New report reveals widespread and deep links between Malawi and Scottish life across every region of Scotland
OVER 1,000 schools, churches, charities, businesses, individuals, universities and community groups in Scotland have connections with Malawi according to a new report by the Scotland Malawi Partnership (SMP).
The study was praised by all leaders of the political parties at Holyrood, the non-partisan Malawi Cross Party Group (MCPG) and the SMP, which is a national charity set up to coordinate links between the two countries.
The study estimates that there are over 94,000 Scots with links to Malawi and claims these civic links benefit over 300,000 Scots and 4 million Malawians annually.
"This represents the best of Scottish internationalism, which will contribute to sustainable development and to global challenges such as equality and human rights." Patrick Harvie
First Minister Nicola Sturgeon, said: "I am very proud of the links that exist between Scotland and Malawi and want these to be strengthened still further.
"As First Minister I was honoured to host His Excellency Mr Kena Mphonda, the Malawian High Commissioner, in November last year to celebrate 10 years of governmental links, links which were forged in the over 150 years that the people of Scotland and Malawi have worked closely together to help alleviate poverty.
"This report, produced by the Scottish Government-funded Scotland Malawi Partnership, shows the depth of the enduring relationship we enjoy, with links to Malawi from communities in every part of Scotland."
Separate research carried out by the SMP suggests that 46 per cent of Scots, almost half the country, can name a friend or family engaged in a civic link with Malawi, making the bond between Scotland and the African nation one of the world’s strongest northern to southern hemisphere relationships.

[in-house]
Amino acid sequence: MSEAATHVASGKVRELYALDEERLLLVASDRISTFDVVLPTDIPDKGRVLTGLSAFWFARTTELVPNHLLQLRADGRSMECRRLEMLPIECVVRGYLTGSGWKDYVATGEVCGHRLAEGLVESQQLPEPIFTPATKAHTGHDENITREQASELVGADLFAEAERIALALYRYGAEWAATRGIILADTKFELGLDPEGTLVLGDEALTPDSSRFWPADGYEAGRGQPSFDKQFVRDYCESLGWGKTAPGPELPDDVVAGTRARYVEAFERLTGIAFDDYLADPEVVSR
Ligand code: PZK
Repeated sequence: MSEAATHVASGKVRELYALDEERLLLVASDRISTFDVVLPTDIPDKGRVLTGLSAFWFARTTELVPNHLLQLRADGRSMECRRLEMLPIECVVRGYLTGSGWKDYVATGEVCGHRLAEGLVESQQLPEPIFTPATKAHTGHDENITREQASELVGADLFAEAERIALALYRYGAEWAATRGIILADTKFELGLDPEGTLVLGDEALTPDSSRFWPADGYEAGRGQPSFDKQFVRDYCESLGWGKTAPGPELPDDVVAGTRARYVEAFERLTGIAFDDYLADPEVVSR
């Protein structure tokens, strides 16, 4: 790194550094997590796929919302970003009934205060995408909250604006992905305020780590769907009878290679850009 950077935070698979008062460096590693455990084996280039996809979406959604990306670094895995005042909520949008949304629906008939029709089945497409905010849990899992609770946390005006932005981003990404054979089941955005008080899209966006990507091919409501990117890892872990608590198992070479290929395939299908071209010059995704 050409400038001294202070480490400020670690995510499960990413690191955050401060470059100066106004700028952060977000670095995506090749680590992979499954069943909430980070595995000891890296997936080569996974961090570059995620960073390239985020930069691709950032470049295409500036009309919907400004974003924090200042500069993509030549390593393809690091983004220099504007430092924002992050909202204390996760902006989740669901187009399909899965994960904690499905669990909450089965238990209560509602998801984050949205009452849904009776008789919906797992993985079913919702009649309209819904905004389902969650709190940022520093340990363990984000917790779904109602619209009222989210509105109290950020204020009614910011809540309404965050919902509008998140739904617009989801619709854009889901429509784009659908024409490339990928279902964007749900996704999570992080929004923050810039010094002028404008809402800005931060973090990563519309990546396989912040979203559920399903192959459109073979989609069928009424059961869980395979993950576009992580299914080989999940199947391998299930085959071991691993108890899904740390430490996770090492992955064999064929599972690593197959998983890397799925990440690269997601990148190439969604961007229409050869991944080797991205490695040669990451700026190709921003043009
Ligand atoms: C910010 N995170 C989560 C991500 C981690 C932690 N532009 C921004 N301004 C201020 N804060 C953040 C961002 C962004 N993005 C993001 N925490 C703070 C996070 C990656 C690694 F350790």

There is also the historic link where connection between the two countries started 156 years ago as a result of the travels of Scottish explorer, abolitionist and missionary, Dr David Livingstone.
Scotland has 13 universities, seven colleges, 15 local authorities, 216 primary schools, 79 community groups and faith bodies, 142 charities, businesses and non-governmental organisations linked with Malawi.
Kezia Dugdale, leader of Scottish Labour, said: “The increasing number of Scots actively involved in links with Malawi through our schools and universities through to charities, hospitals and local businesses shows the kindness at the heart of the Scottish character.
"They should all be incredibly proud in creating one of the strongest bilateral relationships in the world. I look forward to working alongside you all as that relationship continues to grow."
Of the 1,063 civic links with Malawi, the study showed that Scotland has 13 universities, seven colleges, 15 local authorities, 216 primary schools, 79 community groups and faith bodies, 142 charities, businesses and non-governmental organisations (NGOs).
Patrick Harvie, co-convenor of the Scottish Greens, said: "This represents the best of Scottish internationalism, which will contribute to sustainable development and to global challenges such as equality and human rights.
"I congratulate the Scotland Malawi Partnership for its work coordinating these many civic links and look forward to continuing to work closely with the network."
Picture courtesy of SMP
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